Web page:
Republican State Rep. Stan McClain attributes much of his education on water policy to the 12 years he served on the Marion County Commission.
In 2007, for example, at the height of Florida’s building boom, citizens began voicing concerns about long-term water availability and the health of local springs.
Commission members from both parties sat down to figure out what local government could do to help.
McClain said in those early days, the biggest impediment to action was often the amount of time being spent on environmental studies.
As water quality in the springs diminished, McClain grew impatient.
“One of my points was we think we’ve got plenty of studies. Let’s go get some work done,” McClain said. “We thought it was somewhat disingenuous to go out to our citizens and say ‘Hey, you guys should go do this,’ while government’s doing something else.”
The state jumped in to help.
In 2016, legislation was enacted to protect 30 “Outstanding Florida Springs.” Ocala’s Silver Springs was included in the deal. The program aims to — within 20 years — reduce the number of nitrates flowing into the springs to 0.35 mg/L, a reduction of 79 percent. Nitrates promote the growth of toxic algae and reduce the amount of oxygen in the water – conditions that could make the springs uninhabitable and unsightly.
According to the Florida Department of Environmental Protection’s web site, the state has kicked in $268 million for the program in the last four years.
In addition to the funds provided by the Florida Department of Environmental Protection, McClain has submitted appropriation requests from the general fund for more water-related projects.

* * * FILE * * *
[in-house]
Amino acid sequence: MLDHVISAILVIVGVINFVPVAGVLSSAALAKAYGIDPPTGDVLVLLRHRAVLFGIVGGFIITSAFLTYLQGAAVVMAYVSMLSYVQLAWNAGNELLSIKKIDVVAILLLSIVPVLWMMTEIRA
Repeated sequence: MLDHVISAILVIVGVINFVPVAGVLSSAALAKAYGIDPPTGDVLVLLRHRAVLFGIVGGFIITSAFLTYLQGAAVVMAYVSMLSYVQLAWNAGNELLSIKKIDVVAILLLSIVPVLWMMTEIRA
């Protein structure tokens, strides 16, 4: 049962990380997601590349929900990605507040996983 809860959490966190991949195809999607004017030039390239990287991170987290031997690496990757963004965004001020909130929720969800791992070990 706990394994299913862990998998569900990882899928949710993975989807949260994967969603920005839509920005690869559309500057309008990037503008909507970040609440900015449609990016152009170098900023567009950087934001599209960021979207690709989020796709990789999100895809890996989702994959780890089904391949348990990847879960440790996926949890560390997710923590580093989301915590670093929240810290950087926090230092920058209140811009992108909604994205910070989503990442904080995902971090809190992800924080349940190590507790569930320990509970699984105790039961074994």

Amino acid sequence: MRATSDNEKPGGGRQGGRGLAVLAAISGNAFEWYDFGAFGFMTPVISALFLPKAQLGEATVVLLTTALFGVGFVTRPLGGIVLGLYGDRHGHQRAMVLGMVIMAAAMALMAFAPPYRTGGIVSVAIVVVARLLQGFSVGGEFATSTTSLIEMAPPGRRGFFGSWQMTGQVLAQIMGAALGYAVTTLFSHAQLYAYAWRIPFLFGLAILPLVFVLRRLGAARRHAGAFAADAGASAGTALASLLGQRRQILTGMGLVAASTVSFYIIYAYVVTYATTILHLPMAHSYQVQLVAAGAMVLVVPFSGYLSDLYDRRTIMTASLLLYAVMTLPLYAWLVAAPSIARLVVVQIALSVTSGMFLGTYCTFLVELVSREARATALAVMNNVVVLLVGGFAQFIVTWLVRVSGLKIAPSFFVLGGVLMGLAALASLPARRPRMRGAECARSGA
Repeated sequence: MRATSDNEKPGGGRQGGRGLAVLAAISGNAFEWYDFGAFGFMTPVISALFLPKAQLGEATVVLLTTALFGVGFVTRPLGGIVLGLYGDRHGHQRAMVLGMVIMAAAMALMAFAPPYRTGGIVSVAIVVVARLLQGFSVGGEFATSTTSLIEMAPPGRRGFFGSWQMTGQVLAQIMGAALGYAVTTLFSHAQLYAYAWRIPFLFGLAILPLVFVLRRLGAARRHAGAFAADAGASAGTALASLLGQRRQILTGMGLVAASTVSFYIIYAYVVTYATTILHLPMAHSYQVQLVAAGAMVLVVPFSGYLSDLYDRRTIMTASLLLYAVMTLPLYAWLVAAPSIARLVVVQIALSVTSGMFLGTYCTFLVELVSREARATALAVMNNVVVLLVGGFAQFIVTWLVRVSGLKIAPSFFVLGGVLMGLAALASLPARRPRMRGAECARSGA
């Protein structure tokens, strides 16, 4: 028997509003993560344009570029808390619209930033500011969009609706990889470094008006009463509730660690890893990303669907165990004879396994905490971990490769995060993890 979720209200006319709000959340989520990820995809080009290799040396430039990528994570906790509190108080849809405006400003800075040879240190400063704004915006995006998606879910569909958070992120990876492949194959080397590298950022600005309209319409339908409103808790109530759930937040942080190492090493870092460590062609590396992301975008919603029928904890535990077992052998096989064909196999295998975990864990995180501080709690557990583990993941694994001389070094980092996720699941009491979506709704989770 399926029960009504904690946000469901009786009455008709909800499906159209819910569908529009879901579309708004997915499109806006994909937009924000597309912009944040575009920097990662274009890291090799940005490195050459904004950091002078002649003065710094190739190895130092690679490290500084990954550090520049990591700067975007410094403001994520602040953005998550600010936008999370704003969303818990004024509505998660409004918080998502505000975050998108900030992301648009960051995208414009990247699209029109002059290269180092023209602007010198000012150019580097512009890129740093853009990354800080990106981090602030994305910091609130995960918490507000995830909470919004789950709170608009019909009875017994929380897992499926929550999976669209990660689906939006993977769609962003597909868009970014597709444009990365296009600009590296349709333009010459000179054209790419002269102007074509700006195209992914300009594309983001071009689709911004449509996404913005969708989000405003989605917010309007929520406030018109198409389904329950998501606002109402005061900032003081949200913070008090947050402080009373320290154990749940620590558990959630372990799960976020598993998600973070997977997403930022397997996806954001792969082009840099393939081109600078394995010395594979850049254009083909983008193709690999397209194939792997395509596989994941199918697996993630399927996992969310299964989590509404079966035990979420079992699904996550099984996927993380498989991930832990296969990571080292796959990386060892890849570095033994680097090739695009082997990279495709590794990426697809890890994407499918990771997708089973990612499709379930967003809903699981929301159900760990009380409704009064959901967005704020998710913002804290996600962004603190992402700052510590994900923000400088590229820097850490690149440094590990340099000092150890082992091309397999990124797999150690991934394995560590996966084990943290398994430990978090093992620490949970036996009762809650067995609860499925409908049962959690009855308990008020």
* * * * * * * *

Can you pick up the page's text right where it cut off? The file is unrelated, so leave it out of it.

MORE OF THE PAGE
In 2017, then a freshmen state representative, McClain requested $150,000 aimed at removing nearly 30,000 pounds of nitrates from groundwater. He also co-sponsored a bill declaring April as “Springs Protection Awareness Month.”
Last year, McClain filed two water-related appropriations requests totaling $525,000.
This year, he’s requesting more than $4.2 million to cover the cost of four water projects.
The first bill would provide $300,000 to the City of Ocala for the purchase of three SkimBoss filtration systems.
According to Rachel Slocumb, Conservation Coordinator for Ocala’s Water Resources department, the systems are used to filter litter and chemicals from the outflow of storm water retention ponds. Slocumb said that these filters would join nine others already in operation around the city.
The second appropriations request would provide $1 million for Ocala’s septic tank abatement program.
Slocumb said the city was previously awarded $10 million by the Florida Department of Environmental Protection which resulted in the removal of 913 septic tanks and connected those properties to sewer lines. Slocumb stated that septic systems account for roughly one-third of the nitrates entering the groundwater. The extra $1 million in funding would allow the city to remove an additional 100 septic tanks by 2021.
McClain’s third request would provide $2.5 million for a septic tank abatement program for the City of Belleview. According to the appropriations request, 1,300 septic tanks and wells would be eliminated, and the properties would be connected to sewer and water.
The fourth and final appropriations request would provide the Department of Environmental Protection $408,000 to finance the first phase of the Ocala Lower Floridian Aquifer Conversion project. According to Slocumb, the city is currently pumping its water from the Upper Floridian Aquifer – the same water source that supplies Silver Springs. The money would allow the city to drill three 24-inch wells into the hydraulically disconnected Lower Floridian Aquifer, which would each supply up to 5 million gallons of water per day. In addition to allowing more groundwater to flow out of the springs, the new wells would add redundancy to Ocala’s water supply.
While McClain said he is pleased to see work being completed, he did emphasize the work of restoring water quality takes time.
“I feel like we’re on a pretty good trajectory to get to 0.35 mg/L. It will take a monumental effort to get there,” he said. “I don’t think that’s going to happen in the next six years, but as long as we’re doing projects, we’re going to see progress being made.”